a, Examples of three original frames with different expressions, corresponding to the schematic in Fig. 1h. b, For every recording session, we averaged over all frames from the baseline period resulting in the mean image. Baseline was taken over the period before any trial when the monkey was alone in the room with a closed shutter. c, An example of a frame during the EC interaction. d, The mean frame (b) is subtracted from the frame in c during the interaction, to obtain a ‘diff’ (or delta) image. Three ROIs were defined manually for every day: upper face, ears and lower face. e, The r.m.s. of every ROI is calculated. Data are mean ± s.e.m. The differences between EC and NEC in the upper part of the face are shown. The other parts and ROIs are shown in Fig. 1. The black line represents a significant difference; P < 0.05, two-sided Student’s t-test; n = 1,480 trials in NEC and 1,628 trials EC).
Extended Data Fig. 3 Reversing valence directionality from NEC–EC to aversive–appetitive.
a, Same format as in Fig. 3a, b. The population decoding accuracy is shown when training on eye gaze (NEC versus EC) and testing on valence (aversive versus appetitive), using CS-related activity. Data are mean ± s.d.; n = 1,000 bootstrap replicates, n = 203 amygdala neurons. b, Same as in a but using US-related activity.
Extended Data Fig. 4 Single-neuron activity across conditions.
a, If overall-activity drives the successful decoding in the US epoch, we expected to find an overall change in the firing rate (increase or decrease) for gaze and US valence. Indeed, we found that there were more valence-positive neurons (increased firing rate to in response to the air puff) in the amygdala in the US epoch, and that there were more gaze-positive neurons (increased firing rate in response to EC) in the amygdala. Inset graphs show mean ± s.e.m.; ***P < 1× 10−3; Z-test; n = 203 amygdala neurons, n = 356 ACC neurons. b, Decoding accuracy with and without neurons that encode gaze. Black and red lines represent the mean and median, respectively; n = 203 amygdala neurons, n = 1,000 bootstrap replicates.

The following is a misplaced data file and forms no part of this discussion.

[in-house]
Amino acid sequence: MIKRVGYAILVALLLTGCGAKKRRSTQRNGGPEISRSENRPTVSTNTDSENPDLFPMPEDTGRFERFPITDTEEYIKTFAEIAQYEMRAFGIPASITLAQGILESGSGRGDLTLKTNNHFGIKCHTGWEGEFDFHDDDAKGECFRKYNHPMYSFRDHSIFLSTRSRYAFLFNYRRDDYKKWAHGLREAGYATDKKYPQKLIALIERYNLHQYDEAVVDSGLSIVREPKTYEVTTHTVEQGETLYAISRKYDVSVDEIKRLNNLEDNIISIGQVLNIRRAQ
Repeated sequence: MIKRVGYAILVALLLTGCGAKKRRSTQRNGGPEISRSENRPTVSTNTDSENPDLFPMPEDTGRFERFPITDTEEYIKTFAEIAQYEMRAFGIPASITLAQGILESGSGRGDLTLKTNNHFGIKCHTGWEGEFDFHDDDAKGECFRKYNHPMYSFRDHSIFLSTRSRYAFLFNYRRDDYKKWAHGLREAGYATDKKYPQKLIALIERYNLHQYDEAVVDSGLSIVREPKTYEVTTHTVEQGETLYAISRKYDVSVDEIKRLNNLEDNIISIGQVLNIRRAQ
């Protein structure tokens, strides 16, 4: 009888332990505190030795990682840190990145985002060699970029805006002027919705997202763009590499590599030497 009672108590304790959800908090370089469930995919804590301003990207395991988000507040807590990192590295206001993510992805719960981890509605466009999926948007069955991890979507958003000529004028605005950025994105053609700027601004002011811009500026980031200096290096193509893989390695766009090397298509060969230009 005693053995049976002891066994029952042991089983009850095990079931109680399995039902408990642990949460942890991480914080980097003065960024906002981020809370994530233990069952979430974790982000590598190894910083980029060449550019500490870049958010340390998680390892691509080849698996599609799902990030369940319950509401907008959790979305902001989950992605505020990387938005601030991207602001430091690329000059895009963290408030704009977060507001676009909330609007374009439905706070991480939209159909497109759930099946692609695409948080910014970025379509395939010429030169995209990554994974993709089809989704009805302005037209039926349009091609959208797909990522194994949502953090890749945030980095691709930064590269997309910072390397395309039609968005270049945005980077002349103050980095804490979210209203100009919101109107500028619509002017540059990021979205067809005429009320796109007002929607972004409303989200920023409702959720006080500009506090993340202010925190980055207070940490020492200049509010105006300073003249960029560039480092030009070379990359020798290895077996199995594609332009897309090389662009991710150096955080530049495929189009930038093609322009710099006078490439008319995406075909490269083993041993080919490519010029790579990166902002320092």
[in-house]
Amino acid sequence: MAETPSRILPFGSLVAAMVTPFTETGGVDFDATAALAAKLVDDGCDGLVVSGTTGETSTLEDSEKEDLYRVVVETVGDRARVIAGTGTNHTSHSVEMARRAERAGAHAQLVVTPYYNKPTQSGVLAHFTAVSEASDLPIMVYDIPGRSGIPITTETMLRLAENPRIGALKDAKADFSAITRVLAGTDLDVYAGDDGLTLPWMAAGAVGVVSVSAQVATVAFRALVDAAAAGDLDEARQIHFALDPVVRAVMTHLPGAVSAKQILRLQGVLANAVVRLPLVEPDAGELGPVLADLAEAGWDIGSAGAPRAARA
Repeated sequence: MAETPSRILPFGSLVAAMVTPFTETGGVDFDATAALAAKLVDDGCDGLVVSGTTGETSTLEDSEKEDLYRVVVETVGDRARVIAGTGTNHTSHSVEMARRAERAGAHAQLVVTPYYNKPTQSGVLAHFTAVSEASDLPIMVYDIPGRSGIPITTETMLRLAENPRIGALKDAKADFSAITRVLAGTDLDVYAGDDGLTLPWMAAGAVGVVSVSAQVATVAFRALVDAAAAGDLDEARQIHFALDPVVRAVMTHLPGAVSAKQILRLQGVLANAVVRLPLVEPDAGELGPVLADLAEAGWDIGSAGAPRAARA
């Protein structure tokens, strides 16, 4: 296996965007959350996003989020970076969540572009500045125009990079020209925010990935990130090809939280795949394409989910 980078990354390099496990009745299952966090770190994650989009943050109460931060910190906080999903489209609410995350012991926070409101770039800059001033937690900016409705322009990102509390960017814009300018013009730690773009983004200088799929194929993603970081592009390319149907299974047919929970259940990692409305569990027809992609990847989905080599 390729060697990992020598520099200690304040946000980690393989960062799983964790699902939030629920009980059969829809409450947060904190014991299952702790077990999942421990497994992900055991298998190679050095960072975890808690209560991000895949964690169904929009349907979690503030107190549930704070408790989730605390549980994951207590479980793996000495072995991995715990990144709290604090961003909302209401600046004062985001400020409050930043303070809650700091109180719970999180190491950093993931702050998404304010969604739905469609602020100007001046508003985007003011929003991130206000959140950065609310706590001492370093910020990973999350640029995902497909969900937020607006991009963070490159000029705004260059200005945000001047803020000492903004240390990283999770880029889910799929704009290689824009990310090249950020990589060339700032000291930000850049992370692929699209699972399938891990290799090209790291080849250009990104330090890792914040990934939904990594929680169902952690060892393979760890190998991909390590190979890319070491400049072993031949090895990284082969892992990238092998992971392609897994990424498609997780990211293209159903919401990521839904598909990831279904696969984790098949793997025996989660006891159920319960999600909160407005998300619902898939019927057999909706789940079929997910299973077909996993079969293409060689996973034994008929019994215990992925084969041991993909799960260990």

Extended Data Fig. 5 Decoding with trial-based alignment to shutter opening.
a, Same format as in Fig. 4h–j. Population decoding accuracy for real and shuffled amygdala neurons. Black and red lines represent the mean and median, respectively; n = 203 amygdala neurons. b, Same as in a for ACC activity. n = 356 ACC neurons. c, Cumulative distribution of the difference in decoding accuracy between real and shuffled neurons. ***P < 1× 10−3; two-sample Kolmogorov–Smirnov test; n = 203 amygdala neurons.
Extended Data Fig. 6 Behavioural differences between EC and NEC do not underlie neural findings.
a, An example of vocalizations during one HIT trial, measured using a microphone placed in close proximity to the monkey (Methods). Inset, the proportion of trials in which vocalizations occur. There was a very small proportion of trials in which vocalization occurred, and it was similar across EC and NEC trials. χ2 test; P = 0.88; n = 1,738 NEC trails and 1,807 EC trials. Owing to the low number of vocalizations, we were not able to characterize different types of vocalizations. In addition, we repeated analyses after removing trials during which vocalizations occur, and the main results were unchanged. b, An example of movement in one trial in response to the human intruder, measured using an accelerometer attached to the chair of the monkey (Methods). This also occurred during a small number of trials, and it was similar across EC and NEC trials. In addition, we repeated analyses after removing these trials, and the main results were unchanged. c, The overall change in facial expressions between EC and NEC (as in Fig. 1i). The r.m.s. of the change between the image over the whole face (main) and only for the lower half of the face (inset), compared to the neutral expression obtained from averaging over the baseline period when the monkey was alone (Methods). Data are mean ± s.e.m. There is a significant difference (P < 0.05); two-sided Student’s t-test; n = 1,703 NEC trials and 1,765 EC trials. d, Same as in c after applying the thinning method (iteratively selecting trials to obtain a similar distribution of behaviour across EC and NEC; Methods). We applied the same method also to eye movements. e, Decoding accuracy using only trials with similar behaviour across EC and NEC, taken after thinning as described in d. The results remain the same (compare to Fig. 4h). Red and black lines indicate the median and mean, respectively; n = 203 amygdala neurons; n = 1,000 bootstrap replicates.
Extended Data Fig. 7 Consistency across stimulus saliency (no within-day adaptation).